Of his interactions with Satoshi Nakamoto, Hal Finney says, “I thought I was dealing with a young man of Japanese descent who was very intelligent and sincere. I have been fortunate enough to know a lot of brilliant people in my life so I recognize the signs “.
Hal Finney has categorically denied any claim that he is the inventor of bitcoin and has always maintained that his involvement in the currency was only secondary.
In 2014, Hal Finney died of neurodegenerative disease ALS, or Charcot’s disease. In one of his last posts on a bitcoin dedicated forum, he said Satoshi Nakamoto’s true identity remains a mystery to him. Hal Finney says he was proud of his heritage, and that his bitcoin stash was stored in an offline wallet, left as a legacy for his family. “I hope they will be of value to my heirs,” he wrote. To date, a bitcoin is worth almost $ 50,000 (41,540 euros).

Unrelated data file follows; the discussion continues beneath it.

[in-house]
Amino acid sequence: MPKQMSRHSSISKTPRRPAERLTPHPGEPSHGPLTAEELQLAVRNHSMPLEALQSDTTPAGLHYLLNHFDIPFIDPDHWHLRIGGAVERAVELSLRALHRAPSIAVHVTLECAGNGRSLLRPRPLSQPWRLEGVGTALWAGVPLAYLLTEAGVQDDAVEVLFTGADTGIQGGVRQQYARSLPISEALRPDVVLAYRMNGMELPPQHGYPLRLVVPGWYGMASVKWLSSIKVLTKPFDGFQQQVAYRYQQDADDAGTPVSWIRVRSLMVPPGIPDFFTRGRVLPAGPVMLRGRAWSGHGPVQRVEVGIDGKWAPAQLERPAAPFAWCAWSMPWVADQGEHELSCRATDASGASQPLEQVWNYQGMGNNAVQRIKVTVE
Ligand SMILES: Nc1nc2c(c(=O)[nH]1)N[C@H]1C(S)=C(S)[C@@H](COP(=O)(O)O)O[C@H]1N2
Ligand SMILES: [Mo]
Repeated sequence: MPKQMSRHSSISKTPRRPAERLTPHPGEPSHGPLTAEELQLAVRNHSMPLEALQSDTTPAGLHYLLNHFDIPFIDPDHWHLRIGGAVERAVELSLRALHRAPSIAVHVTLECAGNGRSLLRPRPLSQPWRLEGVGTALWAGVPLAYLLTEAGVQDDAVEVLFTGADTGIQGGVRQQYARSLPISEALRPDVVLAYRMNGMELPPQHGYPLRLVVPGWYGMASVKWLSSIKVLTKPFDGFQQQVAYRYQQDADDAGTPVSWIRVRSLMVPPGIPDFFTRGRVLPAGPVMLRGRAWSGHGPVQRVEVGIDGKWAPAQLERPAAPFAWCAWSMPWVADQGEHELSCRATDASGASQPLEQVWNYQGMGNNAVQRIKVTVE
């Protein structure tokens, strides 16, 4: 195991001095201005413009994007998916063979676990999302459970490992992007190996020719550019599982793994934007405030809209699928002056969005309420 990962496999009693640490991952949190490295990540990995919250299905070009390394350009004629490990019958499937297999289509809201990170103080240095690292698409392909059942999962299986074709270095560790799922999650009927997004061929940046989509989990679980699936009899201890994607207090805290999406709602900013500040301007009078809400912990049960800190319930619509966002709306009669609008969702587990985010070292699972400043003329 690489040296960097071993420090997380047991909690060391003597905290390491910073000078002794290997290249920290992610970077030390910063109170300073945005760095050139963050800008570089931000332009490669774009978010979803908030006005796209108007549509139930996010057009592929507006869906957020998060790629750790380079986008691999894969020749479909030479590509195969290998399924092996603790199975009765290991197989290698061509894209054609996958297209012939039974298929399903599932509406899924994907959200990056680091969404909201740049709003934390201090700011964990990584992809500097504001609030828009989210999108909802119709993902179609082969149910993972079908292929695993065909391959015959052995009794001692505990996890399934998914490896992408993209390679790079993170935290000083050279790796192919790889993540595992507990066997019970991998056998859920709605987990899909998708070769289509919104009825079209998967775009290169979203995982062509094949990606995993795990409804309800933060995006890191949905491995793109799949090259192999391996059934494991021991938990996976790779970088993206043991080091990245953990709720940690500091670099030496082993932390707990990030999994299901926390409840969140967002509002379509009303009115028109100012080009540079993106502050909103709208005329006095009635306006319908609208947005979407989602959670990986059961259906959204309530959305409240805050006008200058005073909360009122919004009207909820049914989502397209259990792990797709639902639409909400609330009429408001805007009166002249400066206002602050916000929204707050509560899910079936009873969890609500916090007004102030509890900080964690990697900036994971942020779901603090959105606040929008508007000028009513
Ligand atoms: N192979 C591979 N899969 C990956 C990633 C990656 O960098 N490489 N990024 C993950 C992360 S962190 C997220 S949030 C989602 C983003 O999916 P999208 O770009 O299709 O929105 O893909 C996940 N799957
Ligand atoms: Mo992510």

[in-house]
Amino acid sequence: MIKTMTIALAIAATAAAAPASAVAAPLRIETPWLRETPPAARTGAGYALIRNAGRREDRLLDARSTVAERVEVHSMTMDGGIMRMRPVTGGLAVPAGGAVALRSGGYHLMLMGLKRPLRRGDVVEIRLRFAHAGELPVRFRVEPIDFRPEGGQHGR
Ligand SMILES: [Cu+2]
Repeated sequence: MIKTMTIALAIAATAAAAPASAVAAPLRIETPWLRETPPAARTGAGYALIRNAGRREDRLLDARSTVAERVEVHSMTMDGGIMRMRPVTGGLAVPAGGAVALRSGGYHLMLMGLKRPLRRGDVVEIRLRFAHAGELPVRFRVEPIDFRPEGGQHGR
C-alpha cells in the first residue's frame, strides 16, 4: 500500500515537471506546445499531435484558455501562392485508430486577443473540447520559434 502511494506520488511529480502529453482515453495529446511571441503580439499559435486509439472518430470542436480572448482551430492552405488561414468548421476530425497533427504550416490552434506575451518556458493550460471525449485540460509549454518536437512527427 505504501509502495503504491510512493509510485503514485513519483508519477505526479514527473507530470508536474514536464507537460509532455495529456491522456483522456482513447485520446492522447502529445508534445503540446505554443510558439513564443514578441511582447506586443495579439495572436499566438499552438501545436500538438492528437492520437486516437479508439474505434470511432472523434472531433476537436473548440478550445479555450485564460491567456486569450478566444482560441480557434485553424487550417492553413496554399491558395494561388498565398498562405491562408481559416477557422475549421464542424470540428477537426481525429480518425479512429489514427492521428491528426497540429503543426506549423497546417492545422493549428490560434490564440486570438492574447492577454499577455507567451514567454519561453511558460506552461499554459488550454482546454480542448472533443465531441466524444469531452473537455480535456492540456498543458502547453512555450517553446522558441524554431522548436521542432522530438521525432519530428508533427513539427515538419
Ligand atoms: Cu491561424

Almost a year later, bitcoin is slowly becoming a viable currency.
In 2010, a handful of traders began to accept bitcoin in place of traditional currencies. One of the first tangible items purchased with cryptocurrency was a pizza. Today, the amount of bitcoin used at the time to buy these pizzas is valued at $ 100 million (83 million euros).
Other companies have also started to invest in this currency. In February, Tesla bought more than $ 1 billion worth of bitcoin and took steps to allow customers to pay for their electric cars with cryptocurrency.
Cryptocurrency has also started to attract the interest of tech elites. In 2012, Cameron and Tyler Winklevoss bought $ 10 million (8.3 million euros) worth of bitcoin, and in less than a year their investment more than tripled. The Winklevoss twins are estimated to hold 1% of all available bitcoin.
In 2011, Silk Road, an online marketplace for illegal drugs, was launched. He used bitcoin as the main currency of exchange.
Bitcoin is inherently traceless, a quality that makes it the ideal currency for facilitating the drug trade on the burgeoning internet black market. With bitcoin, anyone could buy cannabis, LSD and cocaine on Silk Road without revealing their identity. In a way, the drug smuggling site legitimized bitcoin as a medium of commerce, even though it was only used to facilitate illicit trade.